Automated: how algorithms shape my life and yours

Original article was published by Nathan Lambert on Artificial Intelligence on Medium


This originally was featured on my free blog on robotics, automation, and AI.

I figured the logical followup on my analysis of recommender systems from last week (it’s worth a read) would be a walkthrough of what I can learn about the algorithms that affect you and me, at a low level. This is a survey with some specific metrics companies use and a high-level analysis of themes I found. Mostly, else it turn into a full length research paper, this article is a distillation of articles I found into digestible bites, with the links to read more if you’re interested in a particular player.

Upon doing this research, there are way more points of algorithmic interaction then I expected — I mean that algorithms can touch us and interact in more ways than we expect. Someone should study the game-theory of algorithmic competition within human brains. How does TikTok’s algorithm help it hold onto users that Youtube may pull? Hopefully this is a starting point if people want to figure out how an app works.

If you want to get the most value out of this post, click a couple links.

Source — Author in Ithaca, NY.

A general theme of recommender systems and these platforms is: if we can predict what the user wants to do, then we can make that feature into our system.

The general problem formulation is: how compounding interactions change how we act and can harm our well-being.

The core players

Facebook, Apple, Amazon, Netflix, and Google (FAANG) are often the most coveted companies to work for, and they have an outsized effect on the population of the world. This article does not go into all the geopolitical and ethical issues of the companies, it just tries to show how they work, a bit.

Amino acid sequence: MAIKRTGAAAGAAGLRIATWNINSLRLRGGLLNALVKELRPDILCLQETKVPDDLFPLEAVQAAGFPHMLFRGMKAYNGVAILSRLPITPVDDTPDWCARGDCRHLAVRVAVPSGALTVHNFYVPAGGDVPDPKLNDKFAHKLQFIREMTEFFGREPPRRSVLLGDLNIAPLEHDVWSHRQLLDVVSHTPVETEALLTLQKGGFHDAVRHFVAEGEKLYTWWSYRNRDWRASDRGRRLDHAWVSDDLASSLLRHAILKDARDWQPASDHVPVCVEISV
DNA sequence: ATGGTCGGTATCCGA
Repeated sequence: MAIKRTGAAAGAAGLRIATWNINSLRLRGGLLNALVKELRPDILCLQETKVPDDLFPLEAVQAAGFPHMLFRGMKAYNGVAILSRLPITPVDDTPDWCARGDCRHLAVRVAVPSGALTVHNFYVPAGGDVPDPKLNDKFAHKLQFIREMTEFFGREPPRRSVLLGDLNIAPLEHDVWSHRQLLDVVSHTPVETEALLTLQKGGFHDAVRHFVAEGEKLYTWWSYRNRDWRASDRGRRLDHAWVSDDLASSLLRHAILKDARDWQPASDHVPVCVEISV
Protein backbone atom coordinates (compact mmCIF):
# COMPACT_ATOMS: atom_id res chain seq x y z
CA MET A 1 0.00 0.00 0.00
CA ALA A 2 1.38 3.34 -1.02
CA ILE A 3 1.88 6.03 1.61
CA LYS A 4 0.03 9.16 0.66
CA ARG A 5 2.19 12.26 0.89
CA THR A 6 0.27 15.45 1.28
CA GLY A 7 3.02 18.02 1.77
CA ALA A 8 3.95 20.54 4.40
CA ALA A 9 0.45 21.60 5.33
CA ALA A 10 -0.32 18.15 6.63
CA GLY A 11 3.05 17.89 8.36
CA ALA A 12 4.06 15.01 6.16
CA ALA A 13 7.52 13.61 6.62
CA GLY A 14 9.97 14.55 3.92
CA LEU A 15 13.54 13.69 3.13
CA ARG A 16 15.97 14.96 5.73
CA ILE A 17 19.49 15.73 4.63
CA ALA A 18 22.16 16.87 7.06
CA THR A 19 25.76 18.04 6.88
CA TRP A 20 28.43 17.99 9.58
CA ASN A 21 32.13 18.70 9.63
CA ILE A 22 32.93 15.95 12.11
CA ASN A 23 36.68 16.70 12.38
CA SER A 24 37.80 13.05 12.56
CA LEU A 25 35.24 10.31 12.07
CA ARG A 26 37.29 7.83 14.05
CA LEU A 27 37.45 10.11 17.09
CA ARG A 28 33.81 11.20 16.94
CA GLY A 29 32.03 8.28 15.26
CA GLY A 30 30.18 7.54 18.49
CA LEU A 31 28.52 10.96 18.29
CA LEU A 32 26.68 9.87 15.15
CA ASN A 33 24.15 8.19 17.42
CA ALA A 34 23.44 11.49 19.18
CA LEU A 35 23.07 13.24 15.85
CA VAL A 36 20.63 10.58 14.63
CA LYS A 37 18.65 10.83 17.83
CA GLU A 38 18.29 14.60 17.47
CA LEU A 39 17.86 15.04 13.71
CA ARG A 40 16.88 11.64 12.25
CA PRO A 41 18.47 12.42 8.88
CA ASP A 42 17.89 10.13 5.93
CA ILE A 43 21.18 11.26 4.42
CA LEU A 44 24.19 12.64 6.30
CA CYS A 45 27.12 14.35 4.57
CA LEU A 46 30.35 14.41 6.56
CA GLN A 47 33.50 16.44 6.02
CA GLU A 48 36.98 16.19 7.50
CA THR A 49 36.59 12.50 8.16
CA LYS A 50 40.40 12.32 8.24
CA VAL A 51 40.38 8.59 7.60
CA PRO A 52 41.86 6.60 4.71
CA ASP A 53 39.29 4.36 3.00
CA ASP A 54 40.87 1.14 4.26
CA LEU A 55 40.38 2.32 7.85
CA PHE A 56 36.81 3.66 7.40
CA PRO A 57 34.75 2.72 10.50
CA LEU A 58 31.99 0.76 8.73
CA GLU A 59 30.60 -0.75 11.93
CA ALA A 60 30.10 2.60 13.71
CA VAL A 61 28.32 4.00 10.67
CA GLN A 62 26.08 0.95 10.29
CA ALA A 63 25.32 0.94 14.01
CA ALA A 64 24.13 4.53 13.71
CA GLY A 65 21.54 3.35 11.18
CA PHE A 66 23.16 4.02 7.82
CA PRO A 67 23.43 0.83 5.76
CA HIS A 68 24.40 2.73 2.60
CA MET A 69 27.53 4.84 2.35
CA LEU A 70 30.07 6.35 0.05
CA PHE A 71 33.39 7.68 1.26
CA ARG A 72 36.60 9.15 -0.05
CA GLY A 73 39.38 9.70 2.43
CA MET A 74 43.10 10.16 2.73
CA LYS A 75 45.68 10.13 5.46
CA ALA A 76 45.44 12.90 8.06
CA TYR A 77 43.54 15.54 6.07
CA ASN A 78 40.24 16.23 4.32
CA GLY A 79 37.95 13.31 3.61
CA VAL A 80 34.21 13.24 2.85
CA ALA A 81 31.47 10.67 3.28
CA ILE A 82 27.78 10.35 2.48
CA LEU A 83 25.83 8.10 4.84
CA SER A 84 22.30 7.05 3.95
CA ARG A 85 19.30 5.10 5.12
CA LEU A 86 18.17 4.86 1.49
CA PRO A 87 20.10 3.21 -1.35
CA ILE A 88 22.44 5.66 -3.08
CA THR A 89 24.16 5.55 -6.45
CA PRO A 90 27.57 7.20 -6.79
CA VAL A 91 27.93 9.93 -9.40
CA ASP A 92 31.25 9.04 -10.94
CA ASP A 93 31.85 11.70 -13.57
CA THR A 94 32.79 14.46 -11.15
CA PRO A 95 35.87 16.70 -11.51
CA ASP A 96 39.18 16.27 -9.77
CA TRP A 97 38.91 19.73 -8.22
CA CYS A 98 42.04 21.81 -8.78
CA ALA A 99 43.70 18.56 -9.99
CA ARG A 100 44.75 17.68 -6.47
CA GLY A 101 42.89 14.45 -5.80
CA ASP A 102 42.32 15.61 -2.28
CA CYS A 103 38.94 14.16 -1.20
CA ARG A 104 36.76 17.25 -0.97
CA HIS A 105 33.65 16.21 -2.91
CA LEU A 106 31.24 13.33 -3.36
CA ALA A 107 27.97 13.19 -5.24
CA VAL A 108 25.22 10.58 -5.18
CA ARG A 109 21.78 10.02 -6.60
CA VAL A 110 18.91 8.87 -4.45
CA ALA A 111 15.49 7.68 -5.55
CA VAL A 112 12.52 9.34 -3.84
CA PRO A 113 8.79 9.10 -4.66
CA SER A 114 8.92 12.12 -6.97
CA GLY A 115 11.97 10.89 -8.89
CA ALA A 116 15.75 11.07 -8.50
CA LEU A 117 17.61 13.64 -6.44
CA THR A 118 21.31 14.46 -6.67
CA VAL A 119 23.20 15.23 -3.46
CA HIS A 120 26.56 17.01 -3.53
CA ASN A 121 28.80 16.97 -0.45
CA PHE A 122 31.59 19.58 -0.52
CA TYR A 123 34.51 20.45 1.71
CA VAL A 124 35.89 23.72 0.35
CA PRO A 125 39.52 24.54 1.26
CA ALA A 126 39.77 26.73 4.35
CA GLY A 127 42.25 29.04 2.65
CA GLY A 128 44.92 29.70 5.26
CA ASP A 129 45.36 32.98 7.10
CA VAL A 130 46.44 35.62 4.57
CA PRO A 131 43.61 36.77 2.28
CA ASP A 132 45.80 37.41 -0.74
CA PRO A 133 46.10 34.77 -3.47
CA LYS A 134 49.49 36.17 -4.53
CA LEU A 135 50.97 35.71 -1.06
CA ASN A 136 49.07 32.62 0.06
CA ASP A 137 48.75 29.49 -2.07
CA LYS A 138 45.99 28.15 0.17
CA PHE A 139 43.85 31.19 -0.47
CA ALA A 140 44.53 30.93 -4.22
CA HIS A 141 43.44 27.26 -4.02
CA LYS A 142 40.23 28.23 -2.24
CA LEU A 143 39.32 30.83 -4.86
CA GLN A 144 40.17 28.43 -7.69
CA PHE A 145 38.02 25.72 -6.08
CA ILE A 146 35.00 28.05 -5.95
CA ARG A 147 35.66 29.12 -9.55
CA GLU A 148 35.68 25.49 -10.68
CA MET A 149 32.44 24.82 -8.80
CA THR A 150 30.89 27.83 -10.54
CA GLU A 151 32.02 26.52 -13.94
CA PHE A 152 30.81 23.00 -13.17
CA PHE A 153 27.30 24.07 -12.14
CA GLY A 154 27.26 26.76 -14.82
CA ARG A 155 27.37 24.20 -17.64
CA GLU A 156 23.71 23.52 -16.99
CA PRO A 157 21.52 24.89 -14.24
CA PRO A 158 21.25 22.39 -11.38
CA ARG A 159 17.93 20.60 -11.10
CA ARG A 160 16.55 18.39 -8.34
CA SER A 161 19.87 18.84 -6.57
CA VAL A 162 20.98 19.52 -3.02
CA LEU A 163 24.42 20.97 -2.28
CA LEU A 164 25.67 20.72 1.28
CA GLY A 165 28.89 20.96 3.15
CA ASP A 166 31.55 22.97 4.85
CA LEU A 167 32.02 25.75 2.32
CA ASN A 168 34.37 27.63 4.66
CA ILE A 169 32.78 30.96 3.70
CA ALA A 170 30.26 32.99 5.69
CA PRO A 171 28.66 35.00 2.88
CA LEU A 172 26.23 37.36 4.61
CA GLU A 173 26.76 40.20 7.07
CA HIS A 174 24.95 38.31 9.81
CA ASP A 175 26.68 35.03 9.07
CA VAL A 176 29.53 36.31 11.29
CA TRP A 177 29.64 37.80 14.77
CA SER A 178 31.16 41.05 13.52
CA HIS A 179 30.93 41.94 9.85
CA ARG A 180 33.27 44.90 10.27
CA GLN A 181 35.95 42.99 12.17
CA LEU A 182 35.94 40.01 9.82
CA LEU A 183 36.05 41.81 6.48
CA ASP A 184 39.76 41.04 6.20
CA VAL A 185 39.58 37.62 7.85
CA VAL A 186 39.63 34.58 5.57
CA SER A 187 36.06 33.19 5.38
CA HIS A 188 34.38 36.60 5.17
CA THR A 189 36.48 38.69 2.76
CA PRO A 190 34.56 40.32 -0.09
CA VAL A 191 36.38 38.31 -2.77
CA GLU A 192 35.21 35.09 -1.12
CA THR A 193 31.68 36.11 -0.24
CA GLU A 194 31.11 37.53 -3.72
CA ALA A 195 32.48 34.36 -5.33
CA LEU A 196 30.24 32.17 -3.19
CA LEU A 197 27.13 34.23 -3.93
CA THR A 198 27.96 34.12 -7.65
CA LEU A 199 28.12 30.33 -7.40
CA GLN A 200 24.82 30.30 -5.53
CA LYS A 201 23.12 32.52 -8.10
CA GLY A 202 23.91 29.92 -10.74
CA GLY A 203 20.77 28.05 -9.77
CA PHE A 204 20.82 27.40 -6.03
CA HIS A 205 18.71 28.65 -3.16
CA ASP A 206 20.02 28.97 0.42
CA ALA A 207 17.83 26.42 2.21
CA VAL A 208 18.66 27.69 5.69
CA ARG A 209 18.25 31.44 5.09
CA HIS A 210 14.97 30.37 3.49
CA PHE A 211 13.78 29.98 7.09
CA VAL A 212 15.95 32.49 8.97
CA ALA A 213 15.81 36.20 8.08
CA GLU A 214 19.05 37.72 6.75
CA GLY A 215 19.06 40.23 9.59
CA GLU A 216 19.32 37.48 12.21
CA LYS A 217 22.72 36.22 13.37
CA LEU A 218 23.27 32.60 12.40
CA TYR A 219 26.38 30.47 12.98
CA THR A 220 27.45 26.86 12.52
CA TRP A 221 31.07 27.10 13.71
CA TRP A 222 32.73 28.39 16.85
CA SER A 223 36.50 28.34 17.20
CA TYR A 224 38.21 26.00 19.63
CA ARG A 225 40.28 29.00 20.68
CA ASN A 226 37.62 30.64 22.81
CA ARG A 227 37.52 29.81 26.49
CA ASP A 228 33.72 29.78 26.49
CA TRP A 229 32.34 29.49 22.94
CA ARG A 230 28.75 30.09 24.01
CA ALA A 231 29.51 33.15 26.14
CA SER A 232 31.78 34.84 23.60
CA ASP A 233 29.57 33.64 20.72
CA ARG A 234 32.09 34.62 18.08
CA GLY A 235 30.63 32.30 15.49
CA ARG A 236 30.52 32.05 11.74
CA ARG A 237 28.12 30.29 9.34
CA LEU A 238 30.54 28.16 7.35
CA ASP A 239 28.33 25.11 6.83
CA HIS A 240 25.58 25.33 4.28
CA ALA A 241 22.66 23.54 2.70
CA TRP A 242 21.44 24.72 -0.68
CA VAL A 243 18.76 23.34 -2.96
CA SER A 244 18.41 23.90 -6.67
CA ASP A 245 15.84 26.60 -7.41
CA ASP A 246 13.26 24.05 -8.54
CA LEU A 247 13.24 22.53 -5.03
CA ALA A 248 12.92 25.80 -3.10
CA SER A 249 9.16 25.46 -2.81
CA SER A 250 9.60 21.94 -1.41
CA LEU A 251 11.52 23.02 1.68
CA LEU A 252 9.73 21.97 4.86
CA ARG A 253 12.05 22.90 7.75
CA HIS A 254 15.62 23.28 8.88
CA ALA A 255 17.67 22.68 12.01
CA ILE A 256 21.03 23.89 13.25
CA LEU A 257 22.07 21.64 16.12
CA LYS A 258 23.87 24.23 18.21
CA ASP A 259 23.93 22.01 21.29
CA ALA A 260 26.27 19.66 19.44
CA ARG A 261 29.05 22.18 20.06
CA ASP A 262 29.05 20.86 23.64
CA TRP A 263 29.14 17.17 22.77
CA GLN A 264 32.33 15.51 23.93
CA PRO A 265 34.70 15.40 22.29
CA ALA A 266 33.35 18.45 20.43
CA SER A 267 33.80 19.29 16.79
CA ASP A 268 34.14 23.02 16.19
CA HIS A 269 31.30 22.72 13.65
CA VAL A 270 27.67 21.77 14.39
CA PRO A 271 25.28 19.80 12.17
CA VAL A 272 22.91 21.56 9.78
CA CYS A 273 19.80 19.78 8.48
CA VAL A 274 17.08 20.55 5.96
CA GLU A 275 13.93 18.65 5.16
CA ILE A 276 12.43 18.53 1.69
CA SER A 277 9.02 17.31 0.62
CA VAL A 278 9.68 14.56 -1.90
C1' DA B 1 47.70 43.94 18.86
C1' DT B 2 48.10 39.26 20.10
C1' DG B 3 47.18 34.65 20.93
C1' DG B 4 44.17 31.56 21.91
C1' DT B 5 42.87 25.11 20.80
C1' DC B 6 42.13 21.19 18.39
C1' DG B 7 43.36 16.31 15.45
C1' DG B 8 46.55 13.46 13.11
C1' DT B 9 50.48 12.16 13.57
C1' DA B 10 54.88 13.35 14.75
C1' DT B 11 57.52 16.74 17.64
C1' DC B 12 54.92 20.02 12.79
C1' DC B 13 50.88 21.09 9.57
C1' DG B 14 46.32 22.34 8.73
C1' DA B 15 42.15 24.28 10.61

Facebook

The algorithm is designed to show individuals things in their circles, and get them to engage with it. This considers the contents’ sources, the geographic location of the user, the social position of the user, the history of user engagements, paid advertisements, and more. The algorithm has been studied well enough to realize it has a dramatic effect, but conditioning on any one input is impossible, hence common references as a dangerous black box. A second-order effect of this is that the algorithms end up predicting which circle you are in, and guiding you to the middle of it (sometimes called polarization if your circle was a moderate, to begin with).

I use Instagram off and on, and the biggest effect is likely to drive me to try and glamorize my life, but thankfully I consider the effects minor.